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Old 06-10-2017, 02:01 PM   #1
KenJackson
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grub2-install doesn't seem to work, trying to clone


I run Fedora 25 installed on a "Samsung SSD 840" 111.8G disk with GPT as /dev/sdb. I want to replace it with something else, so I'm trying to move my existing system to the "ST3500321CS" 465.8G rotating disk which I still have installed as /dev/sda. The idea is to maintain a functioning system while experimenting with installation on the SSD.

I replicated the GPT partitions on /dev/sda:
Code:
$ lsblk -o NAME,FSTYPE,SIZE,LABEL /dev/sda
NAME   FSTYPE   SIZE LABEL
sda           465.8G 
├─sda4 swap      16G a-SWAP
├─sda2 ext4     500M a-BOOT
├─sda5 ext4    44.3G a-ROOT
├─sda3 ext4      51G a-HOME
├─sda1         1007K 
└─sda6 ext4     354G
To copy the data, I booted a rescue USB drive and used "e2image -rap /dev/sdb2 /dev/sda2" and the same for partitions 3 and 5. Unfortunately, the UUIDs and labels were also copied, which caused confusion when I later tried to boot. But I fixed those with tune2fs and e2label.

The only file I think I need to changes is /etc/fstab. I have a version of it with UUIDs that match /dev/sda and I move that file to /etc/fstab after e2image.

To copy the grubby parts, I tried several variations of this either from the rescue or Fedora:
Code:
mount /dev/sda5 /mnt
mount /dev/sda2 /mnt/boot
grub2-install --boot-directory=/mnt/boot --recheck /dev/sda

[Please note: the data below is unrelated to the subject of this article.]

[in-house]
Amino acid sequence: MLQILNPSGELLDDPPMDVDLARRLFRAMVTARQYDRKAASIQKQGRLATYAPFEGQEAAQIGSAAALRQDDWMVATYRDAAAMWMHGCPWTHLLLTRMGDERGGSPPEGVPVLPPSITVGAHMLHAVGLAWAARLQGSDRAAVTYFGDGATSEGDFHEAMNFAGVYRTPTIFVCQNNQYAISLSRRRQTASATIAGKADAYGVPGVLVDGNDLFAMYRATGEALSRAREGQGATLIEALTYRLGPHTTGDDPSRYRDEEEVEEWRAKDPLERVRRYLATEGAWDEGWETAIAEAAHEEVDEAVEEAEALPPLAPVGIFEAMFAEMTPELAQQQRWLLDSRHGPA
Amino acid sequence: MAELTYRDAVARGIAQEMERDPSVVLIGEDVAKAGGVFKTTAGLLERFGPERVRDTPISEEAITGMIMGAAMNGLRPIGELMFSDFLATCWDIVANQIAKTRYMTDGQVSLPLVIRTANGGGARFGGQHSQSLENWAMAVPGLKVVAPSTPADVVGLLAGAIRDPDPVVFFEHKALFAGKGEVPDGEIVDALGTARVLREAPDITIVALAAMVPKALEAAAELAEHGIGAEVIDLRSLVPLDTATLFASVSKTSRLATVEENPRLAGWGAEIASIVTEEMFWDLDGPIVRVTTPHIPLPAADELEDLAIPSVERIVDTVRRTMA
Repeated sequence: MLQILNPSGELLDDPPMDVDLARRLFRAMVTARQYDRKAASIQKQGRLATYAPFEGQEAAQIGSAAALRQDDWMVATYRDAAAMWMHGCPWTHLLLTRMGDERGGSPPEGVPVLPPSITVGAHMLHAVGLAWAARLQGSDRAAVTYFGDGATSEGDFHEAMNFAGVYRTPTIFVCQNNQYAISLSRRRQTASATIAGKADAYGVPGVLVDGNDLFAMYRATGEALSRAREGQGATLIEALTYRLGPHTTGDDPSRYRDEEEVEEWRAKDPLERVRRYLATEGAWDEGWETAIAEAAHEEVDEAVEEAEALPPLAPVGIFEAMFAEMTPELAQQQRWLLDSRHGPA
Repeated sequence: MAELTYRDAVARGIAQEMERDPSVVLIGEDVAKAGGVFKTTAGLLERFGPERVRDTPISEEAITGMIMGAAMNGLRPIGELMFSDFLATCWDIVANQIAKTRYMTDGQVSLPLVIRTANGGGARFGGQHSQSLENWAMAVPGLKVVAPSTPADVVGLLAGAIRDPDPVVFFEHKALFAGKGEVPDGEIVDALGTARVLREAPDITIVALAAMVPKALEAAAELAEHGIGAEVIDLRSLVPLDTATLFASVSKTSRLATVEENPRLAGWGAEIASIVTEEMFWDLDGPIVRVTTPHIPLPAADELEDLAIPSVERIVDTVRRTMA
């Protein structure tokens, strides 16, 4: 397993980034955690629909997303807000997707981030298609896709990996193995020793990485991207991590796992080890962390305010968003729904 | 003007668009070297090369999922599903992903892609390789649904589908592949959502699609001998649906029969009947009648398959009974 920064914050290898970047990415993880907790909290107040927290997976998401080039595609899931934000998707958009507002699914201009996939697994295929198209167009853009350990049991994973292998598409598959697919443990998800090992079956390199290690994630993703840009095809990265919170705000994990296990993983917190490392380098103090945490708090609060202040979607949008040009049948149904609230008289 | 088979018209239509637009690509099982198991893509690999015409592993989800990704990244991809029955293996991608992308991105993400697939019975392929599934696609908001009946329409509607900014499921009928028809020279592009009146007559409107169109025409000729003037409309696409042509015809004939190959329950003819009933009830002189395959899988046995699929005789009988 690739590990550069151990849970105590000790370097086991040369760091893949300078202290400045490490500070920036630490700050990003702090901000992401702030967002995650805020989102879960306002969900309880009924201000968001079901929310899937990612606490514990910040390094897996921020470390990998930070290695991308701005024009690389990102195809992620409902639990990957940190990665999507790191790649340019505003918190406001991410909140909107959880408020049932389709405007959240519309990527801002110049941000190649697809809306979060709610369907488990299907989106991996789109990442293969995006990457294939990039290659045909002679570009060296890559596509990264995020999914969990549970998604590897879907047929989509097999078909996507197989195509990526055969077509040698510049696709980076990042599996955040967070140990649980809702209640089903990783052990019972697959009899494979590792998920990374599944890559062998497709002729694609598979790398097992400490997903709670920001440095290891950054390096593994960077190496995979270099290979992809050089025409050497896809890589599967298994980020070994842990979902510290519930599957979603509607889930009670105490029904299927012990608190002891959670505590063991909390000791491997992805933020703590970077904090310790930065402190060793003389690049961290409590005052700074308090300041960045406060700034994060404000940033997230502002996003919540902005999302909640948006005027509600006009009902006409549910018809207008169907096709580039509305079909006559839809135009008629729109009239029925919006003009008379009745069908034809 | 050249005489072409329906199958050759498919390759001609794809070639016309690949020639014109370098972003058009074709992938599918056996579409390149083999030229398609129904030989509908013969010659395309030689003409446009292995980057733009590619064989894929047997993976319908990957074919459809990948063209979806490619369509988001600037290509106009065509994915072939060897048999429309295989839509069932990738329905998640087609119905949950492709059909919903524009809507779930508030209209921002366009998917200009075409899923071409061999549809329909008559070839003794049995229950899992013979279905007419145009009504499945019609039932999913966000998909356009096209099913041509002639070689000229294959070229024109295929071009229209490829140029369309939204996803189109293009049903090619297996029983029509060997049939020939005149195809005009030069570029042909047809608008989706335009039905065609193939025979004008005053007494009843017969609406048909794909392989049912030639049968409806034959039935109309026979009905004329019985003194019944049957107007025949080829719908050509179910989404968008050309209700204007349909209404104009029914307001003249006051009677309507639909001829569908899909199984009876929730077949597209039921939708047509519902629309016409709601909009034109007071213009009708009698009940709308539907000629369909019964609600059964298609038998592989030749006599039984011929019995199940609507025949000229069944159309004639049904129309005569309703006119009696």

grub2-mkconfig -o /mnt/boot/grub2/grub.cfg
I also went into BIOS and moved ST3500321CS to the top of the boot order. But when I boot, I always end up on the SSD (/dev/sdb) not /dev/sda as desired. When I physically disconnected the SSD, it wouldn't boot.

Is there something else I have to do to make /dev/sda bootable?
 
Old 06-10-2017, 03:47 PM   #2
kilgoretrout
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Quote:
Unfortunately, the UUIDs and labels were also copied, which caused confusion when I later tried to boot. But I fixed those with tune2fs and e2label.
Since grub keeps booting up your old installation on the SSD, sdb, there must be something in your grub configuration files pointing grub to your old sdb root partition as the one to boot. Check your grub.cfg and see if the old sdb root partition uuid is coded in there.
 
Old 06-10-2017, 06:18 PM   #3
syg00
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What is sda1 ?. Is it supposed to be the EFI ?.
 
Old 06-10-2017, 08:09 PM   #4
KenJackson
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Quote:
Originally Posted by syg00 View Post
What is sda1 ?. Is it supposed to be the EFI ?.
My machine predates EFI, but I'm using GPT anyway. GRUB needs room to store it's files, so the first MB (sectors 34 to 2047) is reserved for it. It's type "BIOS boot partion" as reported by gdisk, code EF02.

Replicating it turned out to be non-trivial, but fortunately search engines can find anything these days.
 
Old 06-10-2017, 08:38 PM   #5
KenJackson
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Quote:
Originally Posted by kilgoretrout View Post
Since grub keeps booting up your old installation on the SSD, sdb, there must be something in your grub configuration files pointing grub to your old sdb root partition as the one to boot. Check your grub.cfg and see if the old sdb root partition uuid is coded in there.
The grub config stuff is a big mystery to me. But no, there is no "sdb" in /boot/grub2/grub.cfg on either sda or sdb.

One possible solution I meant to track down is the format of the lines in grub.d files. "/etc/grub.d/40_custom" says:
Quote:
#!/bin/sh
exec tail -n +3 $0
# This file provides an easy way to add custom menu entries. Simply type the
# menu entries you want to add after this comment. Be careful not to change
# the 'exec tail' line above.
Maybe if I added a line for sda, it would boot. Though I still don't know why it should be necessary.
 
Old 06-10-2017, 08:43 PM   #6
syg00